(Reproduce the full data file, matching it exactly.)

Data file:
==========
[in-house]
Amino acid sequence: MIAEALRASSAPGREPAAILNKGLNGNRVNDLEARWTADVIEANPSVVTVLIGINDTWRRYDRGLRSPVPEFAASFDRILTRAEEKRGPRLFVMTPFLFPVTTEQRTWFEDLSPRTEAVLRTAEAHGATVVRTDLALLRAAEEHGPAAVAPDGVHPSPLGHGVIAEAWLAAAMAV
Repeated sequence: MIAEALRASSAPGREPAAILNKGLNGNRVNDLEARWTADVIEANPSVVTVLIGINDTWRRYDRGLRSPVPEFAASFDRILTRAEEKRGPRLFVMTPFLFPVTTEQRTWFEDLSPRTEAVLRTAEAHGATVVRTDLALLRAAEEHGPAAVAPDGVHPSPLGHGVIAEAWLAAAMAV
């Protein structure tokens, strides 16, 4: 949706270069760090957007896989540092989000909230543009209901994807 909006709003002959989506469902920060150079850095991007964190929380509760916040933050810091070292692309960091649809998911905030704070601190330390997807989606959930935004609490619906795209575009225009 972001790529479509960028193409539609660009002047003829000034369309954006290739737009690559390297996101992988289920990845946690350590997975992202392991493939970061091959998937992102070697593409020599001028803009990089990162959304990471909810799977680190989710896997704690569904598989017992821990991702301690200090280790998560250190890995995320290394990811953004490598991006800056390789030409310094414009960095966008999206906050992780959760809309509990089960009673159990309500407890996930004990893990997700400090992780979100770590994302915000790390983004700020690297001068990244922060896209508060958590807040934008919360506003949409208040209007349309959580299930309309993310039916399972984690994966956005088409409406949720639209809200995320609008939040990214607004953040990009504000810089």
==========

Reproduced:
[in-house]
Amino acid sequence: MIAEALRASSAPGREPAAILNKGLNGNRVNDLEARWTADVIEANPSVVTVLIGINDTWRRYDRGLRSPVPEFAASFDRILTRAEEKRGPRLFVMTPFLFPVTTEQRTWFEDLSPRTEAVLRTAEAHGATVVRTDLALLRAAEEHGPAAVAPDGVHPSPLGHGVIAEAWLAAAMAV
Repeated sequence: MIAEALRASSAPGREPAAILNKGLNGNRVNDLEARWTADVIEANPSVVTVLIGINDTWRRYDRGLRSPVPEFAASFDRILTRAEEKRGPRLFVMTPFLFPVTTEQRTWFEDLSPRTEAVLRTAEAHGATVVRTDLALLRAAEEHGPAAVAPDGVHPSPLGHGVIAEAWLAAAMAV
């Protein structure tokens, strides 16, 4: 949706270069760090957007896989540092989000909230543009209901994807 909006709003002959989506469902920060150079850095991007964190929380509760916040933050810091070292692309960091649809998911905030704070601190330390997807989606959930935004609490619906795209575009225009 972001790529479509960028193409539609660009002047003829000034369309954006290739737009690559390297996101992988289920990845946690350590997975992202392991493939970061091959998937992102070697593409020599001028803009990089990162959304990471909810799977680190989710896997704690569904598989017992821990991702301690200090280790998560250190890995995320290394990811953004490598991006800056390789030409310094414009960095966008999206906050992780959760809309509990089960009673159990309500407890996930004990893990997700400090992780979100770590994302915000790390983004700020690297001068990244922060896209508060958590807040934008919360506003949409208040209007349309959580299930309309993310039916399972984690994966956005088409409406949720639209809200995320609008939040990214607004953040990009504000810089």